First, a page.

Groups organised marches on National Secretaries Day brandishing slogans with 'Raises, not roses.' In New York, secretaries picketed the Olivetti Corp., whose typewriter ads projected secretaries as incompetent sex objects.

 

The word secretary began to decline in favour of other titles, such as administrative assistant. The National Secretaries Association started to offer training courses for secretaries with ambitions to move up into management roles.

 

The NSA changed its name to Professional Secretaries International, in 1981, and Secretary’s Week became Professional Secretaries Week. Then, in 1998, they changed their name again to International Association of Administrative Professionals, and in 2000, Professional Secretaries Week finally became what it is today, Administrative Professionals Week.

 

Administrative Professionals of the Future

 

With advances in digital technology, classic secretary tasks such as typing, filing, routing phone calls, transcription, copying, sending and sorting post, have become more or less fully automated.

 

There are also plenty of tools available which help admin professionals complete all the other tasks that have been added to their duties, like travel planning, managing the boss' schedule, and managing office resources. Even front of house staff whose roles have extended into accounting and Human Resources can now rely on apps for tasks such as onboarding, expense reporting, and enrollment.

 

Greeting and helping office guests, is the part of a receptionist’s job that’s arguably the most difficult to outsource to computers. But with new visitor management apps, these tasks can at least be automated.

 

But despite the cultural and technical advances that have impacted receptionists’ work since the 50s, a 2010 U.S. Census found that secretarial roles, including professional administrative positions, continued to be the most common kind of jobs for female workers.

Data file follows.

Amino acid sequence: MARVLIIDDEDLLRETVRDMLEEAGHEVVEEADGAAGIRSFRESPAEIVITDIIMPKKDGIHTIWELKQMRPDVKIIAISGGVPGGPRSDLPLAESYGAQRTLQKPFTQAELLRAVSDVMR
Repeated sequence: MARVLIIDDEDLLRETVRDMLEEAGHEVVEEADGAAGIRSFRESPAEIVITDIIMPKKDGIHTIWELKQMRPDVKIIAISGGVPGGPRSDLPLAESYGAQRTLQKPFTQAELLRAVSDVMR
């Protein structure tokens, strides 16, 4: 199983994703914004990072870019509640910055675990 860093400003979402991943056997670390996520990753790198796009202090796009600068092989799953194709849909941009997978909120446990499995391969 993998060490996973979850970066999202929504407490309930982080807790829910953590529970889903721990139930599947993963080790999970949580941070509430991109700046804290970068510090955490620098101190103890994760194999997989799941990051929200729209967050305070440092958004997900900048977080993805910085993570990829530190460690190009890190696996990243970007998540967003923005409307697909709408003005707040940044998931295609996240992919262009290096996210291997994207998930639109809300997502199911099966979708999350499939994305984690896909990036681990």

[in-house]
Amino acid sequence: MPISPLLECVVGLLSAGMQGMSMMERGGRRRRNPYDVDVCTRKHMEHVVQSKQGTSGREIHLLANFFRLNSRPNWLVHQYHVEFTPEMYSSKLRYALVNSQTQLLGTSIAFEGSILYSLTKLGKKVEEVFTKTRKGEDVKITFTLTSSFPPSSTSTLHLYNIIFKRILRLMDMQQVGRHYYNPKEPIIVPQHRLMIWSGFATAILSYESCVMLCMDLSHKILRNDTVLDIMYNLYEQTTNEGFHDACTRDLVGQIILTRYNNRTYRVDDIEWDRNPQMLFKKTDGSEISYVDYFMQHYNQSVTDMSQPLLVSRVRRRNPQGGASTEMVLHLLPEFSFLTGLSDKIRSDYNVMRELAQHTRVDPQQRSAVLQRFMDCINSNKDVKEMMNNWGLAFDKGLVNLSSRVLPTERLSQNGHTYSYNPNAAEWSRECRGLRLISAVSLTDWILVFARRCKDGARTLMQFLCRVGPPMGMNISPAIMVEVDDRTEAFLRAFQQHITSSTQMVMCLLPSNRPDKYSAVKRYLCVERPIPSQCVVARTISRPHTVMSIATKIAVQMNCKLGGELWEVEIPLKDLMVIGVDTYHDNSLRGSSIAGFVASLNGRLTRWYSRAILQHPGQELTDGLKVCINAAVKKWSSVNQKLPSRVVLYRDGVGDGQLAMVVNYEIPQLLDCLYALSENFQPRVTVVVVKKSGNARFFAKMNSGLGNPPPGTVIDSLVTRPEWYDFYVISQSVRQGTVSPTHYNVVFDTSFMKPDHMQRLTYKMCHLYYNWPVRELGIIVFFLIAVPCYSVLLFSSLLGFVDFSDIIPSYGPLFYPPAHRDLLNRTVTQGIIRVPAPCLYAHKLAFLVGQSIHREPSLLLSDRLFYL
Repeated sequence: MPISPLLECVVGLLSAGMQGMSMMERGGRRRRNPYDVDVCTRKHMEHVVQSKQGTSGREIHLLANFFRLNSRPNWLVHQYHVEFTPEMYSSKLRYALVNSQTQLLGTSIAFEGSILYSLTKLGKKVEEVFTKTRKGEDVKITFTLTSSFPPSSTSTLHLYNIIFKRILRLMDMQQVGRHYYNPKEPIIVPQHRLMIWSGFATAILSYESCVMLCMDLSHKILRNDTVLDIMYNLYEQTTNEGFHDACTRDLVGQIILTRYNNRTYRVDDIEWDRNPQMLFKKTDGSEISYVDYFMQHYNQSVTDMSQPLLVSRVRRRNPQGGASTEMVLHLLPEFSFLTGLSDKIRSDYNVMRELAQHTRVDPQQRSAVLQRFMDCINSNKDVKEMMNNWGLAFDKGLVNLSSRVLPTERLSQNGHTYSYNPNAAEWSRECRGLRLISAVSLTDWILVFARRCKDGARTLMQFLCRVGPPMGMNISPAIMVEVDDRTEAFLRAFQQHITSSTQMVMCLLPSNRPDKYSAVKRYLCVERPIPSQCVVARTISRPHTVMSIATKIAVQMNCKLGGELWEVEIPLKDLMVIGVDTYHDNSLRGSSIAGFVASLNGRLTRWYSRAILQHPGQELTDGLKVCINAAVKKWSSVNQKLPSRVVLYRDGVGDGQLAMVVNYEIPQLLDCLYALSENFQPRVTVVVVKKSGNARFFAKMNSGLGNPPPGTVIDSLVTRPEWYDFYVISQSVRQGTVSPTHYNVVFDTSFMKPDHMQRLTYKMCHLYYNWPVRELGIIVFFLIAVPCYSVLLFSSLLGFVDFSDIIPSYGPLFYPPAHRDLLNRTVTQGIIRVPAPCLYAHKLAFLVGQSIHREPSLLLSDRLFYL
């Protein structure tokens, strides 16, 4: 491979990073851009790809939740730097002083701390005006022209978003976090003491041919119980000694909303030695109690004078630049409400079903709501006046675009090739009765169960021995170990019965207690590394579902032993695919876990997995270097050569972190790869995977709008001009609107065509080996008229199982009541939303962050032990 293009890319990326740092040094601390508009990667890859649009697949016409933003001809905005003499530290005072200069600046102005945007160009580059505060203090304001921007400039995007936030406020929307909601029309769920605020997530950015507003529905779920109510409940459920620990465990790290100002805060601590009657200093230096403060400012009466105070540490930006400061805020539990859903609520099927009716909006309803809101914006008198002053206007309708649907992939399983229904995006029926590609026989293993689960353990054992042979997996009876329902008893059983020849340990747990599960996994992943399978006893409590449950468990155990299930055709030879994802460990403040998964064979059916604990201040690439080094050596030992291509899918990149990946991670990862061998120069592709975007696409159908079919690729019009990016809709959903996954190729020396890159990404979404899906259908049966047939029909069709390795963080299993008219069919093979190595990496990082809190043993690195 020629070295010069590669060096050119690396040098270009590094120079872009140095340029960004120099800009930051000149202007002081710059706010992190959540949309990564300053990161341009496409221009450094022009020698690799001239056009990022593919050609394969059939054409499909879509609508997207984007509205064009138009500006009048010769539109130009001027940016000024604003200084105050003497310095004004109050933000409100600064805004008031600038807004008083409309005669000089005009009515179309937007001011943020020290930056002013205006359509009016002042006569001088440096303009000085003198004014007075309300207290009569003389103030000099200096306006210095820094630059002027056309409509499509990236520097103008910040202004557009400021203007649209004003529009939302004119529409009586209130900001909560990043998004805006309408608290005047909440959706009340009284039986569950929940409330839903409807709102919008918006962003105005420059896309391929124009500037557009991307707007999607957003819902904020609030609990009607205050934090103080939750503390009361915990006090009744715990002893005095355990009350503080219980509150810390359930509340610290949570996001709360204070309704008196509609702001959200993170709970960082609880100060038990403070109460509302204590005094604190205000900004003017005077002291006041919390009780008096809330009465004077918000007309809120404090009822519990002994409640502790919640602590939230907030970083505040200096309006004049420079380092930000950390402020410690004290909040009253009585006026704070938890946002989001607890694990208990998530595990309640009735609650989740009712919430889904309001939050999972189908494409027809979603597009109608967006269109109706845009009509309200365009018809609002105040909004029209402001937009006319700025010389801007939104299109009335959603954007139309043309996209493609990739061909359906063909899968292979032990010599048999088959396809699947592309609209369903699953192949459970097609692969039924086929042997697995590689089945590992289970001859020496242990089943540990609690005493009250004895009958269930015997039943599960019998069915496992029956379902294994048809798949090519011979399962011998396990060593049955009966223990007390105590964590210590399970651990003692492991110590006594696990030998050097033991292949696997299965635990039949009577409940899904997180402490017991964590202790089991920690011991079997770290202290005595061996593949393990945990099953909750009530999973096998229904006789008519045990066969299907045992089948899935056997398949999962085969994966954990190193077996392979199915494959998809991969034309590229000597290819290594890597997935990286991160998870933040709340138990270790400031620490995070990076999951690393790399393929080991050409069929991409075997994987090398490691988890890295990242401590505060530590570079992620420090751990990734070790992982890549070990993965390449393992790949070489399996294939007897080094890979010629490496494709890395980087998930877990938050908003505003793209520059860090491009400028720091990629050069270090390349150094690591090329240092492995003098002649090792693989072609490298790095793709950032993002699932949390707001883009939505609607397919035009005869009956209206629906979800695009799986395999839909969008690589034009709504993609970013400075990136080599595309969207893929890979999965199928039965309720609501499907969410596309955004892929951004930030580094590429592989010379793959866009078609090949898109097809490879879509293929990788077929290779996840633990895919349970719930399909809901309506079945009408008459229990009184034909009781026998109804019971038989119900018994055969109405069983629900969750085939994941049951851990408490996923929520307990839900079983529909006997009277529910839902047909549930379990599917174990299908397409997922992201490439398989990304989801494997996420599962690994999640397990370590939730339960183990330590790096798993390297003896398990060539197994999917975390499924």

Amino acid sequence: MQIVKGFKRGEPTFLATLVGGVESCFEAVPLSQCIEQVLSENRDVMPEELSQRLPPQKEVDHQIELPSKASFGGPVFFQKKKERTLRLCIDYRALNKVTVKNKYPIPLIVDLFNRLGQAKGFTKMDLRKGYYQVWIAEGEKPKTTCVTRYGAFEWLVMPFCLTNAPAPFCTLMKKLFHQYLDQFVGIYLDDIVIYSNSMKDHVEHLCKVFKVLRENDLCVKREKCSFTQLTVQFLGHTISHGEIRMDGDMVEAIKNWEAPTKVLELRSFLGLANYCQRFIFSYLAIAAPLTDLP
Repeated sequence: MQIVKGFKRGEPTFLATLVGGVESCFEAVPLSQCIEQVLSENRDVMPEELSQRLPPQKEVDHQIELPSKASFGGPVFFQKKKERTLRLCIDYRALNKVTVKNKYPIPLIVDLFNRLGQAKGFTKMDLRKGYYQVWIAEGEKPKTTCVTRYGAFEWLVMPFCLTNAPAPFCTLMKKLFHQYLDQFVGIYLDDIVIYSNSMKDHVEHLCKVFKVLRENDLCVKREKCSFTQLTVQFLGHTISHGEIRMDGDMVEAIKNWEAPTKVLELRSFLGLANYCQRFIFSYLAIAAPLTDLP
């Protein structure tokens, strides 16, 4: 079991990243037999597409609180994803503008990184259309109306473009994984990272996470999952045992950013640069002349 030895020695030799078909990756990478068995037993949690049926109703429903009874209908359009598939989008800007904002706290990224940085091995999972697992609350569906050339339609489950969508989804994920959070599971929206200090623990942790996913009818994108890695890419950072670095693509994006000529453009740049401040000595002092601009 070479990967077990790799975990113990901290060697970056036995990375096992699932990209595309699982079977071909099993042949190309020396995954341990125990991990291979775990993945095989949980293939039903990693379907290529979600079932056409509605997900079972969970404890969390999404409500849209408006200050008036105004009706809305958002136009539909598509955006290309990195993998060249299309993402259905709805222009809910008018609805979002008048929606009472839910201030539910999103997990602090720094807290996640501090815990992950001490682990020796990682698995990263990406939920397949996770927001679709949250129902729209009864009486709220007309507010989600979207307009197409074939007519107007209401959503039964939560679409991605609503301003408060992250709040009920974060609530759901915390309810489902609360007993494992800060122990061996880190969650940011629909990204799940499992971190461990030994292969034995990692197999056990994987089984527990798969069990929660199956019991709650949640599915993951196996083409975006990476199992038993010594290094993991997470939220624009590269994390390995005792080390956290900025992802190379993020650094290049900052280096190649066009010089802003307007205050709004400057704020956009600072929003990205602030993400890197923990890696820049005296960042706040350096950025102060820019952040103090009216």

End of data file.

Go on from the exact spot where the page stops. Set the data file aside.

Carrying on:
In response to the findings, Ray Weikal, spokesman for the International Association of Administrative Professionals, had this to say:

 

"Predictions that major new technology will put an end to secretaries are common. We saw this with the invention of electric typewriters, the arrival of the personal computer, and the birth of the Internet. Yet each time technology becomes more efficient, the number of business increase. Companies continue will always need people who are capable of using these new tools."

 

Most businesses appear to agree. Even with visitor management software, the check-in process in office lobbies is recognised to be best used as a powerful tool when carried out by a capable receptionist, and still a great way to make a good first impression.

 

Can you remember the last time you surprised your front desk staff with a lovely bunch of flowers? Maybe it's about time you did. But don't forget the other ways of recognising your administrative professionals, such as presenting them with new additional apps and tools. In fact, they would probably love a  tablet-based visitor check-in application, for example. It will certainly make their job easier and will give them more time to concentrate on the myriad of other essential tasks they take care of every single working day.